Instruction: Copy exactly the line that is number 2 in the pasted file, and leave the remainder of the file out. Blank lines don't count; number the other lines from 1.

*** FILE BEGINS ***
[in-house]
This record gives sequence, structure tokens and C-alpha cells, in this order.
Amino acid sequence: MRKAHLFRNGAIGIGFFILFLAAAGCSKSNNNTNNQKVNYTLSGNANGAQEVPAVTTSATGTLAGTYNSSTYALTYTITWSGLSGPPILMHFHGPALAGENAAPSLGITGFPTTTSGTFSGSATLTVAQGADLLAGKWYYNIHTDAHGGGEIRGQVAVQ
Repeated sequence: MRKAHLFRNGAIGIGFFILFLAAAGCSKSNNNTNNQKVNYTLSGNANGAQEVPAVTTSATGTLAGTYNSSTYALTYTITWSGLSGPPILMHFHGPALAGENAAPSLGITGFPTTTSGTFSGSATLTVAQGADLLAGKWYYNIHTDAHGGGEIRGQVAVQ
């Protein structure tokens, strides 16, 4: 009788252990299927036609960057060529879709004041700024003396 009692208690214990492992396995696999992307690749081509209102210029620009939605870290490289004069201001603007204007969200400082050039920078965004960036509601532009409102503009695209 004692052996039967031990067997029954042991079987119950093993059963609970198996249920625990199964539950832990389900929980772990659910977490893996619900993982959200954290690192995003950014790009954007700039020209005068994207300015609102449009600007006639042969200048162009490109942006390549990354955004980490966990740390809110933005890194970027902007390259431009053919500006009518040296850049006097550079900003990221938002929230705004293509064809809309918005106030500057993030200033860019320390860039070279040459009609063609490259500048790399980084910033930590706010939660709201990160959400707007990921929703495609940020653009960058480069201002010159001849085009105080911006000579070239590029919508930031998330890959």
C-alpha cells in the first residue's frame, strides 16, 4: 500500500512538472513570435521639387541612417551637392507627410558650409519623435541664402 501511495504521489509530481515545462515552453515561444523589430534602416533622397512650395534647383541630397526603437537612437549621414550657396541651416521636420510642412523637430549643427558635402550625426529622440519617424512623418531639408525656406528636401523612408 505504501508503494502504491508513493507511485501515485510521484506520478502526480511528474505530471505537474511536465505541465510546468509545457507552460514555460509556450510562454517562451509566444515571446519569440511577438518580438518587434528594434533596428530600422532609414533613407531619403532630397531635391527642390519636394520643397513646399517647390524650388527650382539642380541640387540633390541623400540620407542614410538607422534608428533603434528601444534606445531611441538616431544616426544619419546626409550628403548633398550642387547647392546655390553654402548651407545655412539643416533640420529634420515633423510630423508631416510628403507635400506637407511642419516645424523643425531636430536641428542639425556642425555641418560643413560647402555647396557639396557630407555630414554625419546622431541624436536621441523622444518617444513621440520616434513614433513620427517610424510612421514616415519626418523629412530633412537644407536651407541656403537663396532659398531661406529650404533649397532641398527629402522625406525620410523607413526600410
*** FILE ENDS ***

This record gives sequence, structure tokens and C-alpha cells, in this order.